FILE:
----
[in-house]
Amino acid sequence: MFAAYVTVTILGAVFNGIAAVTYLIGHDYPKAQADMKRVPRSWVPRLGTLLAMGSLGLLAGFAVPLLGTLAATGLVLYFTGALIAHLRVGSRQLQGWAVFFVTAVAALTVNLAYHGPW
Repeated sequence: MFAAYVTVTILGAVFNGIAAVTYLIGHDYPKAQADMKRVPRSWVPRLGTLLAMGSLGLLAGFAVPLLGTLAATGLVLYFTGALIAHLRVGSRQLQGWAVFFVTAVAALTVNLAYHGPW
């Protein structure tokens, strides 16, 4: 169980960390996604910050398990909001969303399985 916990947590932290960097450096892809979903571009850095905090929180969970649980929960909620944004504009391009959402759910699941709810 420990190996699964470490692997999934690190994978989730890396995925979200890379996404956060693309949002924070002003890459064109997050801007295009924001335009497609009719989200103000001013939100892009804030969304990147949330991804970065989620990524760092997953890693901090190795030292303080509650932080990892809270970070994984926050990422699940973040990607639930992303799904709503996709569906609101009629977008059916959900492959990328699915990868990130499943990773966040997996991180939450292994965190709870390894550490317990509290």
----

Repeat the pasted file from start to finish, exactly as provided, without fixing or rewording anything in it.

[in-house]
Amino acid sequence: MFAAYVTVTILGAVFNGIAAVTYLIGHDYPKAQADMKRVPRSWVPRLGTLLAMGSLGLLAGFAVPLLGTLAATGLVLYFTGALIAHLRVGSRQLQGWAVFFVTAVAALTVNLAYHGPW
Repeated sequence: MFAAYVTVTILGAVFNGIAAVTYLIGHDYPKAQADMKRVPRSWVPRLGTLLAMGSLGLLAGFAVPLLGTLAATGLVLYFTGALIAHLRVGSRQLQGWAVFFVTAVAALTVNLAYHGPW
């Protein structure tokens, strides 16, 4: 169980960390996604910050398990909001969303399985 916990947590932290960097450096892809979903571009850095905090929180969970649980929960909620944004504009391009959402759910699941709810 420990190996699964470490692997999934690190994978989730890396995925979200890379996404956060693309949002924070002003890459064109997050801007295009924001335009497609009719989200103000001013939100892009804030969304990147949330991804970065989620990524760092997953890693901090190795030292303080509650932080990892809270970070994984926050990422699940973040990607639930992303799904709503996709569906609101009629977008059916959900492959990328699915990868990130499943990773966040997996991180939450292994965190709870390894550490317990509290």